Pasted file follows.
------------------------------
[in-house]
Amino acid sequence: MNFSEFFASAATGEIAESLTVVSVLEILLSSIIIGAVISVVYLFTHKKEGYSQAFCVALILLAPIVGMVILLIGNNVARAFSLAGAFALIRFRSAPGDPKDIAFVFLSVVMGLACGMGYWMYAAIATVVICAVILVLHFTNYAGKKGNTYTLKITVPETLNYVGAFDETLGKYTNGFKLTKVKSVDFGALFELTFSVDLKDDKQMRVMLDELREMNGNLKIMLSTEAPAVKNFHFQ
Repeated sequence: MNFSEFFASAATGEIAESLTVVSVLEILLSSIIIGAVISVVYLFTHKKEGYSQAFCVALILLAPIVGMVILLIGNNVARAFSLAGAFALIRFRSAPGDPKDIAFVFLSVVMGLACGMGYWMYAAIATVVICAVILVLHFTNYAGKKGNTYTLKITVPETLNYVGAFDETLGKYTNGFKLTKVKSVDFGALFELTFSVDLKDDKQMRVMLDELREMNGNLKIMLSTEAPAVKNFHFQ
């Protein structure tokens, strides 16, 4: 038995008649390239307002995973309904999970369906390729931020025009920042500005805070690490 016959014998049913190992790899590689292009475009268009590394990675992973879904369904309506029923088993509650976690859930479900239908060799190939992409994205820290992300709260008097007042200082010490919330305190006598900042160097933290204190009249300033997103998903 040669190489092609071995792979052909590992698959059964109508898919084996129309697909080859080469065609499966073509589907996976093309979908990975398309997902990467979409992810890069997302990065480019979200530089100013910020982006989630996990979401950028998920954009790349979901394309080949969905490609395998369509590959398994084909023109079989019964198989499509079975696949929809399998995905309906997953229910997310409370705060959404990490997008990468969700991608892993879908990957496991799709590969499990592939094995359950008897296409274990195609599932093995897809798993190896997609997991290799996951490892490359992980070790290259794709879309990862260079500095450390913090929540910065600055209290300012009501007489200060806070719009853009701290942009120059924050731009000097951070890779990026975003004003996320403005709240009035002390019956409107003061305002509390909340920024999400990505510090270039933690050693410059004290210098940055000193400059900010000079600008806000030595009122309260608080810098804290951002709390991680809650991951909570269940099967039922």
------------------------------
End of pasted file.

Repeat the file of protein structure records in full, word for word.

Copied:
[in-house]
Amino acid sequence: MNFSEFFASAATGEIAESLTVVSVLEILLSSIIIGAVISVVYLFTHKKEGYSQAFCVALILLAPIVGMVILLIGNNVARAFSLAGAFALIRFRSAPGDPKDIAFVFLSVVMGLACGMGYWMYAAIATVVICAVILVLHFTNYAGKKGNTYTLKITVPETLNYVGAFDETLGKYTNGFKLTKVKSVDFGALFELTFSVDLKDDKQMRVMLDELREMNGNLKIMLSTEAPAVKNFHFQ
Repeated sequence: MNFSEFFASAATGEIAESLTVVSVLEILLSSIIIGAVISVVYLFTHKKEGYSQAFCVALILLAPIVGMVILLIGNNVARAFSLAGAFALIRFRSAPGDPKDIAFVFLSVVMGLACGMGYWMYAAIATVVICAVILVLHFTNYAGKKGNTYTLKITVPETLNYVGAFDETLGKYTNGFKLTKVKSVDFGALFELTFSVDLKDDKQMRVMLDELREMNGNLKIMLSTEAPAVKNFHFQ
């Protein structure tokens, strides 16, 4: 038995008649390239307002995973309904999970369906390729931020025009920042500005805070690490 016959014998049913190992790899590689292009475009268009590394990675992973879904369904309506029923088993509650976690859930479900239908060799190939992409994205820290992300709260008097007042200082010490919330305190006598900042160097933290204190009249300033997103998903 040669190489092609071995792979052909590992698959059964109508898919084996129309697909080859080469065609499966073509589907996976093309979908990975398309997902990467979409992810890069997302990065480019979200530089100013910020982006989630996990979401950028998920954009790349979901394309080949969905490609395998369509590959398994084909023109079989019964198989499509079975696949929809399998995905309906997953229910997310409370705060959404990490997008990468969700991608892993879908990957496991799709590969499990592939094995359950008897296409274990195609599932093995897809798993190896997609997991290799996951490892490359992980070790290259794709879309990862260079500095450390913090929540910065600055209290300012009501007489200060806070719009853009701290942009120059924050731009000097951070890779990026975003004003996320403005709240009035002390019956409107003061305002509390909340920024999400990505510090270039933690050693410059004290210098940055000193400059900010000079600008806000030595009122309260608080810098804290951002709390991680809650991951909570269940099967039922």